Adding it up: investing in the sexual and reproductive health of adolescents in India

Case Studies & Research
New York
Guttmacher Institute
7 p.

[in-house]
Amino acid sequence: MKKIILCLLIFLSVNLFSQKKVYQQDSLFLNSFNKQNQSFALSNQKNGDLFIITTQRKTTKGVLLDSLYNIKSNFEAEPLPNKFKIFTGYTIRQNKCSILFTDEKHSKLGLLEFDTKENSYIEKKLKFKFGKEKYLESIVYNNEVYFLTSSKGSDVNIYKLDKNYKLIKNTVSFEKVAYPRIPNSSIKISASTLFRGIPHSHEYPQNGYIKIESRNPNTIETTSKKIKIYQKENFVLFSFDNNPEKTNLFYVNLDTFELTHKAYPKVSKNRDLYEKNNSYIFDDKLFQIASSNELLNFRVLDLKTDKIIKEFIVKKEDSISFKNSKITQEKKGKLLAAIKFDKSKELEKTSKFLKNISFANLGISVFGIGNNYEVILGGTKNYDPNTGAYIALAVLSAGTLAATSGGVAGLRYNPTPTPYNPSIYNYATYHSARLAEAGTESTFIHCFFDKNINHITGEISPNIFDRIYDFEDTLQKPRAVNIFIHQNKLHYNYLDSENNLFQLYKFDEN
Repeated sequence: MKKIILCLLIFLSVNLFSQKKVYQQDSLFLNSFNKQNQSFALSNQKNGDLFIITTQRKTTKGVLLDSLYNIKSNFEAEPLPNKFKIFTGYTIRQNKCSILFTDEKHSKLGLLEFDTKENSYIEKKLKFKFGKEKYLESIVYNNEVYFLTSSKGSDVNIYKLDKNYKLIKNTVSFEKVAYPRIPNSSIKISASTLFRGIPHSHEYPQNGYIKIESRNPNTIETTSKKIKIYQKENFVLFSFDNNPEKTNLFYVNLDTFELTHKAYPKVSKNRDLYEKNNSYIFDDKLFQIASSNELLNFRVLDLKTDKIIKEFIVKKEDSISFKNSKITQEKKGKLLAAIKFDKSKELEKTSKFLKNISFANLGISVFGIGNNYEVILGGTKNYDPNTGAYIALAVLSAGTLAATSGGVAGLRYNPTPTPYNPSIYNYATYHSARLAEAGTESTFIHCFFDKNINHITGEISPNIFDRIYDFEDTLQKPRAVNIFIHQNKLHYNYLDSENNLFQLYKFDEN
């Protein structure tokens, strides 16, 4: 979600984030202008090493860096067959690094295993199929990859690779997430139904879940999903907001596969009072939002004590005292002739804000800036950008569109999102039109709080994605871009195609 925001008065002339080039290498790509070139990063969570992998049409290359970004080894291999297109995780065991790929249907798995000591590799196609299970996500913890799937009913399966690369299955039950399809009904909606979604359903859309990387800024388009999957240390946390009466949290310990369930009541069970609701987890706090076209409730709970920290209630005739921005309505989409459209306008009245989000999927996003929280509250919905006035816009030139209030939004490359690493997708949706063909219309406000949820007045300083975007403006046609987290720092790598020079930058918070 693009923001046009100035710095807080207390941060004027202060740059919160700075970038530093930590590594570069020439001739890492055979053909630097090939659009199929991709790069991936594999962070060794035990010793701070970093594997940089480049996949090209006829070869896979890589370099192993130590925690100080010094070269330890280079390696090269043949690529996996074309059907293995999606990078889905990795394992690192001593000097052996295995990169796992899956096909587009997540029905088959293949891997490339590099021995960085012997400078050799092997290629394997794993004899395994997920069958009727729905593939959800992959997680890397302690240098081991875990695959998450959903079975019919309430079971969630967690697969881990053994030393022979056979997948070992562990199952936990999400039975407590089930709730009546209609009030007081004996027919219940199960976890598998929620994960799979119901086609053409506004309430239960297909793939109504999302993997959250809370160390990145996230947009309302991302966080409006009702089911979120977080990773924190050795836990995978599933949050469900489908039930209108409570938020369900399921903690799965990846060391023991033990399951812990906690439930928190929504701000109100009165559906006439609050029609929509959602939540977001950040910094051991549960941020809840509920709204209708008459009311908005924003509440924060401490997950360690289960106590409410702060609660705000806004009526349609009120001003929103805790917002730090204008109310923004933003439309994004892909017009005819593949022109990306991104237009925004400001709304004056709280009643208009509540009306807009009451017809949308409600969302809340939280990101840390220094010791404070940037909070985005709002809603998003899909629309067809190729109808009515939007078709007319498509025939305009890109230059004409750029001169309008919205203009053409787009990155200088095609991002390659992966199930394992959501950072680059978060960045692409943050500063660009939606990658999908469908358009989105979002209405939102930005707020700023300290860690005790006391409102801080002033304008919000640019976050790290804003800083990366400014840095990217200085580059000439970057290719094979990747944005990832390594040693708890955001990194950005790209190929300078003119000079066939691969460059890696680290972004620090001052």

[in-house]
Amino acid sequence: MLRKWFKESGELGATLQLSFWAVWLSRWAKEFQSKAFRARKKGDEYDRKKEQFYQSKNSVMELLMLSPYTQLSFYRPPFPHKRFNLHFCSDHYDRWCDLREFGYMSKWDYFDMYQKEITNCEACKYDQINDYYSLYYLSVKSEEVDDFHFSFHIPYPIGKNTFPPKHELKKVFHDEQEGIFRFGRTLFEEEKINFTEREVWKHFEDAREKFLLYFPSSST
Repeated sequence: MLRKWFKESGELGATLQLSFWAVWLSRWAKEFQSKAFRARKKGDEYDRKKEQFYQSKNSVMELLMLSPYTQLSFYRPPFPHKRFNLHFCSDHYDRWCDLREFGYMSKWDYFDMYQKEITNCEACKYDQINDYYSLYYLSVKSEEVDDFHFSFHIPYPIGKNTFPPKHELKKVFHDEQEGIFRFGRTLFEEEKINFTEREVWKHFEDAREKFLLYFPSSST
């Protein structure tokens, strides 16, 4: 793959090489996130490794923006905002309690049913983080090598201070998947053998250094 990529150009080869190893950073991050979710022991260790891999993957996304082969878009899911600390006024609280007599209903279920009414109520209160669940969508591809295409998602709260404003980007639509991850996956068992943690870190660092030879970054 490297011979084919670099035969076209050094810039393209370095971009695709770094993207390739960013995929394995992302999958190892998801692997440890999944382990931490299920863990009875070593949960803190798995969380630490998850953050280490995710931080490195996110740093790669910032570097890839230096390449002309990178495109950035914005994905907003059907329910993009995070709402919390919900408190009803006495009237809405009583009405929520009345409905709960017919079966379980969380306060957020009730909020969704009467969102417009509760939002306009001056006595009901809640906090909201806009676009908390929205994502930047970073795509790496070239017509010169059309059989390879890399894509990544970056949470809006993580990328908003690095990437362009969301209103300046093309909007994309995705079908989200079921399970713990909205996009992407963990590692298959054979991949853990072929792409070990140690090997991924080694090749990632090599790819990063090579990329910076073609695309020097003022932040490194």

India has made important gains in improving the sexual and reproductive health of women and young people. These advances include the expansion of the contraceptive method mix under the National Family Planning Programme, efforts to strengthen the contraceptive supply chain, and the 2014 launch of the Rashtriya Kishor Swasthya Karyakram (National Adolescent Health Programme), which prioritizes healthy development during adolescence. Critical gaps in meeting adolescent sexual and reproductive health needs remain. As a result of lack of accurate information, provider bias and other barriers, many adolescents have limited agency to protect and foster their own sexual and reproductive health, and obtaining comprehensive abortion care can be particularly challenging. Difficulties related to obtaining information and services are compounded for adolescents who are marginalized on the basis of their sexuality, gender expression or marital status. Gaps in access to comprehensive sexual and reproductive health care must be addressed for all adolescents, so they can exercise their rights to bodily autonomy and lead healthy lives. The Adding It Up project estimates the need for, impact of and costs associated with increased investment in essential sexual and reproductive health services, including contraceptive care, maternal and newborn health care, and abortion-related care. These estimates demonstrate the immense potential benefits of investments to ensure that young women can decide whether and when to have children and can experience safe pregnancy and delivery. The estimates presented here pertain to adolescent women aged 15–19 in India in 2019.

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